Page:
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Applied Soil Ecology 10 (1998) 239251

Functional diversity of nematodes


Tom Bongers*, Marina Bongers1
Laboratory of Nematology, Wageningen Agricultural University, Pb. 8123, NL-6700 ES, Wageningen, The Netherlands
Received 1 April 1997; accepted 25 May 1997

Abstract
Nematodes are the most abundant metazoa. Their food specicity, the high number of species and high abundance in every
habitat where decomposition takes place indicates that the structure of the nematode community has a high information
content. Since nematodes respond rapidly to new resources, and the nematode fauna can be efciently analyzed, the structure
of the nematode community offers an instrument to assess (changes in) the conditions of soils. A functional grouping of
nematodes is generally synonymous with allocation into feeding groups. However, soil quality assessment indices based on the
presence of all feeding groups still provide insufcient information regarding the functioning of soil ecosystems and their
threats. An alternative concept of functional groups is based on the life history of nematodes. In this paper we present the most
recent colonizerpersister allocation and the application of this scaling in the Maturity Index, cp-triangles, MI(25) and PPI/
MI-ratio. We propose to integrate the life strategy approach and trophic group classication to obtain a better understanding of
nematode biodiversity and soil functioning. Attention is given to competitive exclusion and coexistence and we summarize
present concepts regarding succession and degradation. # 1998 Elsevier Science B.V.
Keywords: Trophic groups; Maturity index; Succession; Guilds; Biodiversity; Competitive exclusion; Functioning

1. Introduction
With increasing concerns for soil functioning and
pollution-induced threats, there has been growing
interest in the nematode fauna of soils (Zullini and
Peretti, 1986; Bernard, 1992; Freckman and Ettema,
1993; Yeates et al., 1993; de Goede and Bongers,
1994; Neher and Campbell, 1994; Wasilewska, 1994;
Popovici and Korthals, 1995). The use of nematodes
as indicators of soil functioning could strongly benet
*Corresponding author. Tel.: +31 317 483350; e-mail:
tom.bongers@medew.nema.wau.nl
1
Present address: Department of Ecology and Ecotoxicology,
Vrije Universiteit, De Boelelaan 1087, NL-1081 HV Amsterdam,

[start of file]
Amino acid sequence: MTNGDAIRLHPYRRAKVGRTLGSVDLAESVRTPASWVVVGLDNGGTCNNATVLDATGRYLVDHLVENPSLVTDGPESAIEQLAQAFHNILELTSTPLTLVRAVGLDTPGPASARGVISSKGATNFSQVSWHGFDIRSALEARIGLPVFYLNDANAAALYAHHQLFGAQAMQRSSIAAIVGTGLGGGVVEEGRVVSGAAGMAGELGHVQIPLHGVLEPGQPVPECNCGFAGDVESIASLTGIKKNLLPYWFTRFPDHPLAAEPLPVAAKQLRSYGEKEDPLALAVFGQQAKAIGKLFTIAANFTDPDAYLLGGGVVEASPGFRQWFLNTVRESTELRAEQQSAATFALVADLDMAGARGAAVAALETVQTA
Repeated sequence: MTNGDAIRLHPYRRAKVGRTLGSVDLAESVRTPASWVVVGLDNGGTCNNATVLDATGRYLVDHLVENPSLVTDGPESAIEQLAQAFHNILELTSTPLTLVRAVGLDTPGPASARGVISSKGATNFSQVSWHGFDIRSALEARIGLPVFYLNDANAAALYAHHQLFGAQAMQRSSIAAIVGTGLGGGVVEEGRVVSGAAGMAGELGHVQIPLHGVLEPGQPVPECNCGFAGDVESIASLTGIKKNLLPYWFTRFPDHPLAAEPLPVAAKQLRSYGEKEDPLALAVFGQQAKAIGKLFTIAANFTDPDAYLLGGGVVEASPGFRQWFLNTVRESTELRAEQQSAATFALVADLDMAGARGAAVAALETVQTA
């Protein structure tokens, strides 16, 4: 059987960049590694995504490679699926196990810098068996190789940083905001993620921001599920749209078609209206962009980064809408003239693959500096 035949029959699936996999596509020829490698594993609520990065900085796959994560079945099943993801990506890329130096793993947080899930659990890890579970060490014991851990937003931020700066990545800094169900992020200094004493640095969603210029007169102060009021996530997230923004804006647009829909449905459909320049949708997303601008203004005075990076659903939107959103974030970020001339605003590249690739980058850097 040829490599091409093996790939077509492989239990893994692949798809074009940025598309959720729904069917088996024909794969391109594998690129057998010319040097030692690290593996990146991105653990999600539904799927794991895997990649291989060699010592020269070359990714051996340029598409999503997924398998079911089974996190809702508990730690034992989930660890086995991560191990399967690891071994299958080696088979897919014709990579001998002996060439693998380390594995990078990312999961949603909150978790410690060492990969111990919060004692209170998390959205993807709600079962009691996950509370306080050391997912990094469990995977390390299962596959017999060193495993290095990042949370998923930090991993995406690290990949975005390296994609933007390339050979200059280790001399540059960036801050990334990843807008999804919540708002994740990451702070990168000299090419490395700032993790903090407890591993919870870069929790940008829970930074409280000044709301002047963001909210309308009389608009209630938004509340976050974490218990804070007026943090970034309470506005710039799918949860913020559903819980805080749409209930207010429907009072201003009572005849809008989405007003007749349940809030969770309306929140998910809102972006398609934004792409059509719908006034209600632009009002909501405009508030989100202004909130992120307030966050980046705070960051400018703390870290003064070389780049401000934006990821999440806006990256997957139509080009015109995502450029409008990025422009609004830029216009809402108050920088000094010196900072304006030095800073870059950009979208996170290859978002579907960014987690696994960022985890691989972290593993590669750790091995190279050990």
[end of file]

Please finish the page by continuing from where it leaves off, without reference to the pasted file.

The Netherlands.
0929-1393/98/$19.00 # 1998 Elsevier Science B.V. All rights reserved.
PII S0929-1393(98)00123-1

from the techniques and mass of information available


for plant-feeding nematodes.
In order to condense information and facilitate
interpretation, often obscured by long species lists,
terrestrial nematodes are usually allocated to functional groups. Functional groups of nematodes can be
regarded as groups of species that have similar effects
on ecosystem processes. These functional groupings
are a practical necessity because we can never determine how each single species affects ecosystem processes (Chapin et al., 1992). A functional group is not
restricted to a phylogenetic unit (nematodes, protozoa
or another taxon) and moreover, they are not sharply
demarcated from each other. If we consider the function of a group `to release nutrients from bacterial
biomass,' then this functional group consists of a

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T. Bongers, M. Bongers / Applied Soil Ecology 10 (1998) 239251

number of nematodes, protozoa, tardigrades and other


taxa; even nematodes feeding on protozoa inuence
the structure of this trophic group and its functioning.
Additionally, there is no single unique ecosystem
function: the grouping of species strongly depends
on the ecosystem and function under study.
A pragmatic ecological grouping represents a compromise between practical necessity and a high number of functions/species. It can be routinely realised by
recognition of individuals at a high taxonomic level,
without help of specialized identication keys. An
efcient level for nematode identication lies between
the genus and family level, depending on the taxon.
Identication at family level provides considerable
information to reach a better understanding of soil
functioning. Identication at the species level will
undoubtedly reveal more information regarding biodiversity, redundancy and other ecological concepts
but is still hindered by the lack of identication keys.
The density of nematodes in the soil is generally
expressed in millions per square meter of land
surface. Highest densities, exceeding 50 million per
m2, have been found in the upper surface 10 cm
of highly productive salt marshes (Bongers and
Claassen, 1991). Probably, more than four out of ve
metazoic individuals on earth are nematodes, and
about 15 000 nematode species have been described.
Typically, a soil sample of 100 g yields around 3000
nematodes.
The species diversity of the terrestrial nematode